The only thing new about the increase is its prime-time announcement by the President and its label, the "surge." But the Iraq War is not going to be won by a label — or by the very modest military step that it refers to, either. Indeed, the problem with American policy was never that it chose this or that bad strategy in Iraq but that it planted itself in Iraq at all. Once that was done, all strategies were bad, condemning the United States to stumble from error to error — doing more of the fighting, doing less; attacking Shiites, attacking Sunnis; helping Shiites, helping Sunnis; writing a Constitution, letting "the Iraqis" write a Constitution; disbanding the Baath Party, inviting back the Baathists; letting Kurds opt out of Iraq, dragging them into Iraq. Now, four years into the game, American policy has gone from mistaken to unintelligible — its actions not so much misguided as irrelevant to the ghastly conflict now under way. The killing is real, but Bush's war is a fantasy.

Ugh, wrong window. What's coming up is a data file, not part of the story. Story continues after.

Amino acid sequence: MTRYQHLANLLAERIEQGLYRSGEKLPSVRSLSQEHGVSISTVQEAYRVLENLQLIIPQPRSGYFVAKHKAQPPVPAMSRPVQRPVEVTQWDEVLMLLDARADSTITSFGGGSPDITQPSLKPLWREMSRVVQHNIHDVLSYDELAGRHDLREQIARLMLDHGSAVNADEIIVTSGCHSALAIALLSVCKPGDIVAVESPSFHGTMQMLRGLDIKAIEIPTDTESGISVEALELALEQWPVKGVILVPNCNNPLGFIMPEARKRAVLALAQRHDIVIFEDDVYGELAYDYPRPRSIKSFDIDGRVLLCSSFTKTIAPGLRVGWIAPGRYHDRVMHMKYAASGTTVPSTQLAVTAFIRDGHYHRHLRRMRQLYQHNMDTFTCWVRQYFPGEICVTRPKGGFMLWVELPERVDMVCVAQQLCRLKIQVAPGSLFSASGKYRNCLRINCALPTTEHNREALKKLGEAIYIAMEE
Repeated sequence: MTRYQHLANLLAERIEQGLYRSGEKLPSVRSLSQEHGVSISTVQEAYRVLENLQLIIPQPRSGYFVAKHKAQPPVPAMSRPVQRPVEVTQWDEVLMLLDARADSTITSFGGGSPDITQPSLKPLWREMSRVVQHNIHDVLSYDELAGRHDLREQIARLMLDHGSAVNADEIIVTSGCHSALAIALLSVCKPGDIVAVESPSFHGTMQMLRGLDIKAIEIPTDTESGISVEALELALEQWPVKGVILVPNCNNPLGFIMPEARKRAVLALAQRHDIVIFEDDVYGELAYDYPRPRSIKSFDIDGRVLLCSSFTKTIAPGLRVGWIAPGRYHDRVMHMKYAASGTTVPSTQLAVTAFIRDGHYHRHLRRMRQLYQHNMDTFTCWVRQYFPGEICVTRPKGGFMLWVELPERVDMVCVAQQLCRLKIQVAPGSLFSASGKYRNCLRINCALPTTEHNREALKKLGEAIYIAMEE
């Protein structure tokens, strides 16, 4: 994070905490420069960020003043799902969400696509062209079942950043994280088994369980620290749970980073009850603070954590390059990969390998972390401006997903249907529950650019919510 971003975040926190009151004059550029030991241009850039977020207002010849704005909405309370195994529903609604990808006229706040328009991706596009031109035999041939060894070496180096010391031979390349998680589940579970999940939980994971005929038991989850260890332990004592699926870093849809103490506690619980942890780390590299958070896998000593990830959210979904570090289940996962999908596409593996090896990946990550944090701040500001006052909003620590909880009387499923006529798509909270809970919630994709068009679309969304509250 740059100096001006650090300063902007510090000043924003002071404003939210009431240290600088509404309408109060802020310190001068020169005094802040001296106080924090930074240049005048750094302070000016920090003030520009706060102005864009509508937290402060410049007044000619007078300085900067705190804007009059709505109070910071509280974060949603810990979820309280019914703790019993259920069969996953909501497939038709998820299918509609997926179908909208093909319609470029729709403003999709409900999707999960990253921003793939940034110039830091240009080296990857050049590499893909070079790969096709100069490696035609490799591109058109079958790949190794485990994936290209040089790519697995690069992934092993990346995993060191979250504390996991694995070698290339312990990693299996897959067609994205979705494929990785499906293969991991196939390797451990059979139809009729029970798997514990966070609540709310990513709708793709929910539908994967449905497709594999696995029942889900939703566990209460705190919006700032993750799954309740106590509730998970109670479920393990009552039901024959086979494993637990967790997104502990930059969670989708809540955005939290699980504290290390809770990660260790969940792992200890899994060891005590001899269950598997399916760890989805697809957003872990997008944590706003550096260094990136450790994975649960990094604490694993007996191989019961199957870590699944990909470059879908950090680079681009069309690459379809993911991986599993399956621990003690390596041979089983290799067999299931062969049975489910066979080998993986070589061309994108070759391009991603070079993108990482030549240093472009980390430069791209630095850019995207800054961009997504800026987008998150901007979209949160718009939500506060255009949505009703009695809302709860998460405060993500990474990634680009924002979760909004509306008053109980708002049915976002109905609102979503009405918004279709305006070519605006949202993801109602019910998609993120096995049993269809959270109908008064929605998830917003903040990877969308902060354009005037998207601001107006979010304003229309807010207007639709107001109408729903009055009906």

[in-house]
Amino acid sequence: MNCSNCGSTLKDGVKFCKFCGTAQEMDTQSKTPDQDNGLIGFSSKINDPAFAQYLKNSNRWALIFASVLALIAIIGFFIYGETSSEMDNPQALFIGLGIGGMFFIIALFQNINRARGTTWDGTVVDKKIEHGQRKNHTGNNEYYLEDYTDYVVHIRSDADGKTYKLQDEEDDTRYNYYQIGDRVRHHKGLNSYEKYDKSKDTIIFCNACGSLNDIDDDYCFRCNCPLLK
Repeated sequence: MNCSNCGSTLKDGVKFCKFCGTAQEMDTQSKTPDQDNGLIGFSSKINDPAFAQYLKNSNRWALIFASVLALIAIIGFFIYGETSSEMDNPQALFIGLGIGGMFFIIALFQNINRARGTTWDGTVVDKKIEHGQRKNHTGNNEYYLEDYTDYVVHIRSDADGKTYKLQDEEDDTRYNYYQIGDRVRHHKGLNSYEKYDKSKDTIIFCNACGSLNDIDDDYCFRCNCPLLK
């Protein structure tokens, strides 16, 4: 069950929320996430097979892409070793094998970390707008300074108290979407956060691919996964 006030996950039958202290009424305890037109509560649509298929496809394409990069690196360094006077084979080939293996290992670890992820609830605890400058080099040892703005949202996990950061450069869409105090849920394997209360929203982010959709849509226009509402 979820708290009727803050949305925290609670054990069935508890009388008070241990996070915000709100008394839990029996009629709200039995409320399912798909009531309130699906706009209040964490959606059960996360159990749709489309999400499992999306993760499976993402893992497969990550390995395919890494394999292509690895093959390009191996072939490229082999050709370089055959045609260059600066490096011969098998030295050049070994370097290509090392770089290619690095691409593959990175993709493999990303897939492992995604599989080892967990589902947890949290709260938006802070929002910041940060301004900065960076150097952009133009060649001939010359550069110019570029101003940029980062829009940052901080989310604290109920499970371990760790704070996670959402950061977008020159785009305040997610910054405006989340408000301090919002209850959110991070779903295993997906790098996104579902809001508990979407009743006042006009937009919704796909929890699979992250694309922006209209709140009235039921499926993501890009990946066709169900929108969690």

The President, then, has not bought victory, but he may have bought more time. But for what? One much-mentioned possibility is a wider war, perhaps against Iran. That possibility was explicit in his announcement that he will "interrupt the flow of support from Iran and Syria," "seek out and destroy the networks providing advanced weaponry and training to our enemies in Iraq" and also deploy Patriot missiles to Gulf allies. The very implausibility of the "surge" as a solution forces us all to ask now what will happen when it fails. When the President said his support of the Maliki government is not "open-ended," he fanned dovish hopes that his escalation was one last roll of the dice, after which he would order a withdrawal. However, nothing else he said supported that prospect. It was only from the Maliki government, not from the American intervention in Iraq, that Bush withdrew open-ended support. Regarding the war itself, he was still staying the course. "Failure in Iraq would be a disaster for the United States," he said. And, "for the safety of our people, America must succeed in Iraq." The new Defense Secretary, Robert Gates, said to the press, "At this pivotal moment, the credibility of the United States is on the line in Iraq." Nothing in these statements suggested a readiness to withdraw.